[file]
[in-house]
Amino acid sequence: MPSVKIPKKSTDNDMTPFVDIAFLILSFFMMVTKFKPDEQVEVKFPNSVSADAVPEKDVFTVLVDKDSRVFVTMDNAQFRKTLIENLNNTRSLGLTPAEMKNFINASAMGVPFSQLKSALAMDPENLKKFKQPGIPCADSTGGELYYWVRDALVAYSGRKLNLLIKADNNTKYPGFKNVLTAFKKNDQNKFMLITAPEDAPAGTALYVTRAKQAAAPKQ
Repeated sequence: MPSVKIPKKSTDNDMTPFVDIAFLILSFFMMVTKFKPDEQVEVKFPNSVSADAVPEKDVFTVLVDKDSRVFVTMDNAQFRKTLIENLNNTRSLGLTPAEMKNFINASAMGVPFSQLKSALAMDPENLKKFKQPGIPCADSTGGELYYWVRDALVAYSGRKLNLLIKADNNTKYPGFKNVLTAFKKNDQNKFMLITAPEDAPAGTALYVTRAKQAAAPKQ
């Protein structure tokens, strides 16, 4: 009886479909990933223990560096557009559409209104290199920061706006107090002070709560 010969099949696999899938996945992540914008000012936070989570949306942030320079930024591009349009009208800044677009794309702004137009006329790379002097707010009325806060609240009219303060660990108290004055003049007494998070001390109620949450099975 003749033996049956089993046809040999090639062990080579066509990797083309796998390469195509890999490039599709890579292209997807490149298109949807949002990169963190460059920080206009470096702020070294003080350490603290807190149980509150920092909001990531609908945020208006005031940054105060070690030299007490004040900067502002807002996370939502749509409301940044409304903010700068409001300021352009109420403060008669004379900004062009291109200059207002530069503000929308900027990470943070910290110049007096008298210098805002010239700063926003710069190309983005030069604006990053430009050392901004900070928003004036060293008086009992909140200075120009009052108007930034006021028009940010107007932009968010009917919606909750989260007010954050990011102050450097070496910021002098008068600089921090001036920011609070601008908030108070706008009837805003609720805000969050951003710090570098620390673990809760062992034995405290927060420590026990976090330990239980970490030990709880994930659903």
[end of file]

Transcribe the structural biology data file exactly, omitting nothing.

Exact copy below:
[in-house]
Amino acid sequence: MPSVKIPKKSTDNDMTPFVDIAFLILSFFMMVTKFKPDEQVEVKFPNSVSADAVPEKDVFTVLVDKDSRVFVTMDNAQFRKTLIENLNNTRSLGLTPAEMKNFINASAMGVPFSQLKSALAMDPENLKKFKQPGIPCADSTGGELYYWVRDALVAYSGRKLNLLIKADNNTKYPGFKNVLTAFKKNDQNKFMLITAPEDAPAGTALYVTRAKQAAAPKQ
Repeated sequence: MPSVKIPKKSTDNDMTPFVDIAFLILSFFMMVTKFKPDEQVEVKFPNSVSADAVPEKDVFTVLVDKDSRVFVTMDNAQFRKTLIENLNNTRSLGLTPAEMKNFINASAMGVPFSQLKSALAMDPENLKKFKQPGIPCADSTGGELYYWVRDALVAYSGRKLNLLIKADNNTKYPGFKNVLTAFKKNDQNKFMLITAPEDAPAGTALYVTRAKQAAAPKQ
């Protein structure tokens, strides 16, 4: 009886479909990933223990560096557009559409209104290199920061706006107090002070709560 010969099949696999899938996945992540914008000012936070989570949306942030320079930024591009349009009208800044677009794309702004137009006329790379002097707010009325806060609240009219303060660990108290004055003049007494998070001390109620949450099975 003749033996049956089993046809040999090639062990080579066509990797083309796998390469195509890999490039599709890579292209997807490149298109949807949002990169963190460059920080206009470096702020070294003080350490603290807190149980509150920092909001990531609908945020208006005031940054105060070690030299007490004040900067502002807002996370939502749509409301940044409304903010700068409001300021352009109420403060008669004379900004062009291109200059207002530069503000929308900027990470943070910290110049007096008298210098805002010239700063926003710069190309983005030069604006990053430009050392901004900070928003004036060293008086009992909140200075120009009052108007930034006021028009940010107007932009968010009917919606909750989260007010954050990011102050450097070496910021002098008068600089921090001036920011609070601008908030108070706008009837805003609720805000969050951003710090570098620390673990809760062992034995405290927060420590026990976090330990239980970490030990709880994930659903």